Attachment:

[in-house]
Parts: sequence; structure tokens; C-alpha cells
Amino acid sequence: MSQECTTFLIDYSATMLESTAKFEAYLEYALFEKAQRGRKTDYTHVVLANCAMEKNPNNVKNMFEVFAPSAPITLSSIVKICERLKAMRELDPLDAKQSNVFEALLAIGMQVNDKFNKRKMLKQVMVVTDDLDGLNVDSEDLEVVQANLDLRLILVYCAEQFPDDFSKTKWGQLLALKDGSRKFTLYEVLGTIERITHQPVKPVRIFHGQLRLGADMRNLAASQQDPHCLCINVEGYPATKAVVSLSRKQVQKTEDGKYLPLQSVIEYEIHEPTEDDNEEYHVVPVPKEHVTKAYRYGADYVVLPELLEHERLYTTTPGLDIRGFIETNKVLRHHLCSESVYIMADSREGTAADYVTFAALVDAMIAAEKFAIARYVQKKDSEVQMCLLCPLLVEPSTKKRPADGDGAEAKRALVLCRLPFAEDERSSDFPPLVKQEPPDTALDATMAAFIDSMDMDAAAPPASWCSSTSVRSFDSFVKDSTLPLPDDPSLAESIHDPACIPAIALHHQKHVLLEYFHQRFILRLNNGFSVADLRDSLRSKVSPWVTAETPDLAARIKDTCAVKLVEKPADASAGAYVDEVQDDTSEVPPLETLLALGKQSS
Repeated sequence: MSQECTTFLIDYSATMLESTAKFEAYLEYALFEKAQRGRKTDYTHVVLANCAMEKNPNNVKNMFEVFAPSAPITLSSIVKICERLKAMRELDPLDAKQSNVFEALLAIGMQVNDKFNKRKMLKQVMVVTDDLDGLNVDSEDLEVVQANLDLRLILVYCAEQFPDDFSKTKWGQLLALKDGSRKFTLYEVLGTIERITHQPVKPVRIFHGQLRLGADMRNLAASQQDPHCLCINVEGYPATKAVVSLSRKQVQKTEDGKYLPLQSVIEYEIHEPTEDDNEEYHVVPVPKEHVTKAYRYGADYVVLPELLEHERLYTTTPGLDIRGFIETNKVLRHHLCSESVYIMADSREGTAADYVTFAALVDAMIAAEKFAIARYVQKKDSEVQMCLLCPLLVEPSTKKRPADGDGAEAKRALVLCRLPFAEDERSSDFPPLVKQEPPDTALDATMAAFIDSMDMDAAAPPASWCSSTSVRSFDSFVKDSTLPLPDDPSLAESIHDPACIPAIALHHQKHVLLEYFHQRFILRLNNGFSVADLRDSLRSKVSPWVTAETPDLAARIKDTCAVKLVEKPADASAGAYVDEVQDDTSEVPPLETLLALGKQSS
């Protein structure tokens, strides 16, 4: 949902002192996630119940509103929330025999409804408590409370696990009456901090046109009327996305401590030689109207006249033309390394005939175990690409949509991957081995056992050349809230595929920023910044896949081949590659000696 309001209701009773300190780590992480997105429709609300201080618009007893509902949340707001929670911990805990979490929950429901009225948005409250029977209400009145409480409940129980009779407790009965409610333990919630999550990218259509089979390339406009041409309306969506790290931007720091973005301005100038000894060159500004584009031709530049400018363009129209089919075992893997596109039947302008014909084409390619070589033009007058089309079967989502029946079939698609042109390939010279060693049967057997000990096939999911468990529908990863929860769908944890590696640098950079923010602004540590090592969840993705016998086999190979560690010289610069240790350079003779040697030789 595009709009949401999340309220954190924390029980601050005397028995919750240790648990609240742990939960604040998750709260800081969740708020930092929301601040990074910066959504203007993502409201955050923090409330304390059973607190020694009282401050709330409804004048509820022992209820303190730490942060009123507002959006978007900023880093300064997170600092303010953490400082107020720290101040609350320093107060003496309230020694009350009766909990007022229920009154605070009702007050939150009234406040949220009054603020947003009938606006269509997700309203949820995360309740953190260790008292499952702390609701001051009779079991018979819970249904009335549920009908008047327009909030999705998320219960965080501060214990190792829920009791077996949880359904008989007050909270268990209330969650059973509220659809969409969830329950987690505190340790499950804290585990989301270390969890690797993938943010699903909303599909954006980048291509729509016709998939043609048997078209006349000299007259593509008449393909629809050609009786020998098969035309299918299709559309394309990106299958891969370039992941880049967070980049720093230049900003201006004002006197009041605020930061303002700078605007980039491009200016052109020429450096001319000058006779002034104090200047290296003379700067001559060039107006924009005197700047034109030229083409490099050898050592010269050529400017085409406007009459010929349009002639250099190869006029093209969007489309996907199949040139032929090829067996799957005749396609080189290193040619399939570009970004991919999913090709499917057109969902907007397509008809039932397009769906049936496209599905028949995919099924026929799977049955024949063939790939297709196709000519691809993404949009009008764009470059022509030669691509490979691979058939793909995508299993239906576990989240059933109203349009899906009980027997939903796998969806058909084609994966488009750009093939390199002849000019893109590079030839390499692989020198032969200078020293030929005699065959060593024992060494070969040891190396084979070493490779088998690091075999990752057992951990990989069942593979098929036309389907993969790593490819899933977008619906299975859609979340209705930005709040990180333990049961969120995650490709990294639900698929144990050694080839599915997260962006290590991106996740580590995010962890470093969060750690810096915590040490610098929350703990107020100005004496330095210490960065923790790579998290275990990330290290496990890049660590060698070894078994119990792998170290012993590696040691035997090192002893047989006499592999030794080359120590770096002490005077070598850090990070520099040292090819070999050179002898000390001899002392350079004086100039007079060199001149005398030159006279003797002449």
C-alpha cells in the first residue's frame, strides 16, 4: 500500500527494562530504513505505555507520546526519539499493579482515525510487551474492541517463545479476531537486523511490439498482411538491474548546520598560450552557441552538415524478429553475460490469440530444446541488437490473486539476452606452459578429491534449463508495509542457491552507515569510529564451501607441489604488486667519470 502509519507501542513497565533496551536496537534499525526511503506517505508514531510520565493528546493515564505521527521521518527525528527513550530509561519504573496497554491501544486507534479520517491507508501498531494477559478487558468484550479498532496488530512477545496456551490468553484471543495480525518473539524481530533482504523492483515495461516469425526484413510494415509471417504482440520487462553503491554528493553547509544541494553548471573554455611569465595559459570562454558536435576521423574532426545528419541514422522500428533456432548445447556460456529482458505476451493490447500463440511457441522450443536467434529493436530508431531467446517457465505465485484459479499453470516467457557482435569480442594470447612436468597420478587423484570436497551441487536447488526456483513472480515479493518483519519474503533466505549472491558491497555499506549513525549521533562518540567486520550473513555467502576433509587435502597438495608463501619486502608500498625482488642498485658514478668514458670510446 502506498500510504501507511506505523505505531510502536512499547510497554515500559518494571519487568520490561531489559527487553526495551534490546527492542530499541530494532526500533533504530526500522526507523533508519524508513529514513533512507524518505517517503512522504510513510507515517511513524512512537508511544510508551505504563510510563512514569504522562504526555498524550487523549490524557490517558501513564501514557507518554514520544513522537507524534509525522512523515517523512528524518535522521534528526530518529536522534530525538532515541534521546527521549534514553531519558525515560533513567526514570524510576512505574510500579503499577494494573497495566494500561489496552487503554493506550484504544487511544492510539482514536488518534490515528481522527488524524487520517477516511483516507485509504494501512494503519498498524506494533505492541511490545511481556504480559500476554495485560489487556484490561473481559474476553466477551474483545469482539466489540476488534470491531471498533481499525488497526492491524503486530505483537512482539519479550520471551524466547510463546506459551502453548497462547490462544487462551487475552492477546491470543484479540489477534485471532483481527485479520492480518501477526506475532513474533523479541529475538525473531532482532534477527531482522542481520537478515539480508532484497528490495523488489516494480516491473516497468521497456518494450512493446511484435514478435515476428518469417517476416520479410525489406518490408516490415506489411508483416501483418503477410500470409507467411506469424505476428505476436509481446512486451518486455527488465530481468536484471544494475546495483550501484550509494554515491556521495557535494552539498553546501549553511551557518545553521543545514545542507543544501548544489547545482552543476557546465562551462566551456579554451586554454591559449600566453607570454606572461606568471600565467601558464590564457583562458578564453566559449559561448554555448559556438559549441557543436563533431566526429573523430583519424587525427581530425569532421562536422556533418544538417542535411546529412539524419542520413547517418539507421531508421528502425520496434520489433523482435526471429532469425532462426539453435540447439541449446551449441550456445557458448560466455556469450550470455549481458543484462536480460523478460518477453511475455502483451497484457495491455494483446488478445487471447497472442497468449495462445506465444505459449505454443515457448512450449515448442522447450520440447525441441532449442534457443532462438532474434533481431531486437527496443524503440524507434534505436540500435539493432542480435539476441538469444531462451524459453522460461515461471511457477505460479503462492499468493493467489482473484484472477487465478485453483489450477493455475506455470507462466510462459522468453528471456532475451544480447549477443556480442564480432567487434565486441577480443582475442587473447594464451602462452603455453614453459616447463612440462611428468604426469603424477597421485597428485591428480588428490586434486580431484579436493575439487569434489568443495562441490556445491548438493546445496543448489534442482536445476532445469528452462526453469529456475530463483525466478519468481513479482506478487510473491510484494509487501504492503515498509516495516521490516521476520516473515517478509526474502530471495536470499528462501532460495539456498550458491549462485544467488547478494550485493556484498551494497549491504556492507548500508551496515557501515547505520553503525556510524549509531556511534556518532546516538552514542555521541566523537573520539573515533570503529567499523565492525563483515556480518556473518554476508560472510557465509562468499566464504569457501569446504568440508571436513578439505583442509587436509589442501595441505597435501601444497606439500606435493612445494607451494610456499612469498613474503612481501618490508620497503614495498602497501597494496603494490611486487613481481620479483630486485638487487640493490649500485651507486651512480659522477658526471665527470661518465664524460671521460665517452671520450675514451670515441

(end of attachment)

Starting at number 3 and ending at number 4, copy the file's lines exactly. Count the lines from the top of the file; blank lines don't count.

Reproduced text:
Amino acid sequence: MSQECTTFLIDYSATMLESTAKFEAYLEYALFEKAQRGRKTDYTHVVLANCAMEKNPNNVKNMFEVFAPSAPITLSSIVKICERLKAMRELDPLDAKQSNVFEALLAIGMQVNDKFNKRKMLKQVMVVTDDLDGLNVDSEDLEVVQANLDLRLILVYCAEQFPDDFSKTKWGQLLALKDGSRKFTLYEVLGTIERITHQPVKPVRIFHGQLRLGADMRNLAASQQDPHCLCINVEGYPATKAVVSLSRKQVQKTEDGKYLPLQSVIEYEIHEPTEDDNEEYHVVPVPKEHVTKAYRYGADYVVLPELLEHERLYTTTPGLDIRGFIETNKVLRHHLCSESVYIMADSREGTAADYVTFAALVDAMIAAEKFAIARYVQKKDSEVQMCLLCPLLVEPSTKKRPADGDGAEAKRALVLCRLPFAEDERSSDFPPLVKQEPPDTALDATMAAFIDSMDMDAAAPPASWCSSTSVRSFDSFVKDSTLPLPDDPSLAESIHDPACIPAIALHHQKHVLLEYFHQRFILRLNNGFSVADLRDSLRSKVSPWVTAETPDLAARIKDTCAVKLVEKPADASAGAYVDEVQDDTSEVPPLETLLALGKQSS
Repeated sequence: MSQECTTFLIDYSATMLESTAKFEAYLEYALFEKAQRGRKTDYTHVVLANCAMEKNPNNVKNMFEVFAPSAPITLSSIVKICERLKAMRELDPLDAKQSNVFEALLAIGMQVNDKFNKRKMLKQVMVVTDDLDGLNVDSEDLEVVQANLDLRLILVYCAEQFPDDFSKTKWGQLLALKDGSRKFTLYEVLGTIERITHQPVKPVRIFHGQLRLGADMRNLAASQQDPHCLCINVEGYPATKAVVSLSRKQVQKTEDGKYLPLQSVIEYEIHEPTEDDNEEYHVVPVPKEHVTKAYRYGADYVVLPELLEHERLYTTTPGLDIRGFIETNKVLRHHLCSESVYIMADSREGTAADYVTFAALVDAMIAAEKFAIARYVQKKDSEVQMCLLCPLLVEPSTKKRPADGDGAEAKRALVLCRLPFAEDERSSDFPPLVKQEPPDTALDATMAAFIDSMDMDAAAPPASWCSSTSVRSFDSFVKDSTLPLPDDPSLAESIHDPACIPAIALHHQKHVLLEYFHQRFILRLNNGFSVADLRDSLRSKVSPWVTAETPDLAARIKDTCAVKLVEKPADASAGAYVDEVQDDTSEVPPLETLLALGKQSS